In search of data

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Having seen the recent news of gun-toting protesters at health reform meetings, I got into a discussion with my wife about gun control, and you know where that can lead. Yes, that’s right, to exploratory search. I had some hypotheses about the relationship between gun control and crime, and wanted to find some data to test them. I needed to find some crime statistics by state, and to cross-reference it with some aspects of states, including the degree of urbanization, population density, laws, etc. While I thought the odds of finding a canned analysis of my hypotheses was small given the amount of time I was willing to devote to the problem, I did try a few obvious queries. No luck.

It then occurred to me that perhaps this was exactly the sort of thing for which Wolfram|Alpha was designed: the ability to form complex queries over structured data. So I tried some queries there:

  • burglary rate: Wolfram|Alpha isn’t sure what to do with your input.
  • burglary: gave a thesaural entry, and suggested that it rhymes with ‘cursory’
  • crime: Assuming “crime” is a unit | Use as referring to physical quantities or a word instead

This was clearly going nowhere. Then I tried searching using Google Trends (which is conveniently located on the second page of the Google Labs list which in turn is found in the more/even more/labs menu of iGoogle;  I  should have searched for it, but couldn’t remember the name). A search for ‘crime statistics‘ yielded some miscellaneous charts, but the data was hard to understand, and impossible to refine.  It did, however, suggest that ‘egov’ might be a search useful search term.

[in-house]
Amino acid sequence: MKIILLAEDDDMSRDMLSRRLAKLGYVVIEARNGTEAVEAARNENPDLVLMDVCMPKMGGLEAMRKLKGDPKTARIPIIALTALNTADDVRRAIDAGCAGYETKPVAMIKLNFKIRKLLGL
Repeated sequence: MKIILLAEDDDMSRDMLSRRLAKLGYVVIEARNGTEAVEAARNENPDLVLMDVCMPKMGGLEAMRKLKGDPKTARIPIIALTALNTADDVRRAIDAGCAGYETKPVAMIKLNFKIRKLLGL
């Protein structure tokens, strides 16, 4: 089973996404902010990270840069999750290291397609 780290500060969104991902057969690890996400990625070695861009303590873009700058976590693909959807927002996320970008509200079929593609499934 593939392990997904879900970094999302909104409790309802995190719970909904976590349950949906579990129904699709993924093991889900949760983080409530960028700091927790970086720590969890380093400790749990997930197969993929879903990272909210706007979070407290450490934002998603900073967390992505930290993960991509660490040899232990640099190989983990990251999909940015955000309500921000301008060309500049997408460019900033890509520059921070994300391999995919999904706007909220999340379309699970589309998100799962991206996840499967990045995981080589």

That search led me to the  Office of E-Government and Information Technology, but that proved to be something of a dead end. I remembered seeing links in my twitter feed to all sorts of data that the government now publishes, but had no good way to search for them. Instead, I tried ‘government statistics’ as a search, which showed, as the first result, a link to FedStats.gov, with some additional links, including ‘crime‘. (For the record, FedStats is “Celebrating over 10 years of making statistics from more than 100 agencies available to citizens everywhere.”) From here I followed the ‘firearms and crime’ link and found a partial answer to the data I needed for hypothesis testing. I found some (but not anywhere near all) other pieces of information on the NRA site, and was able to mess around with some rudimentary analyses in Excel. Of course to answer my questions well (if not definitively), I would need more data, and a more nuanced analysis, but it was getting late. I am sure this sort of analysis has been done before, and may make for interesting reading, but I am not sure how to go about finding it. Perhaps knowing where such research results are likely to be published would be a good start.

In the end, all I learned was that if you want to test hypotheses about complex data, you’re likely to need to build the dataset yourself. But it would be interesting to contemplate a world of journalism in which reporters back up their stories with references to statistical analyses that can be used in an exploratory fashion. Did the story about topic X make claims that are are true, only partially true, or demonstrably false, given some poking around with the data? It would be great if we could add statistics to the current set of reliable sources used by the media.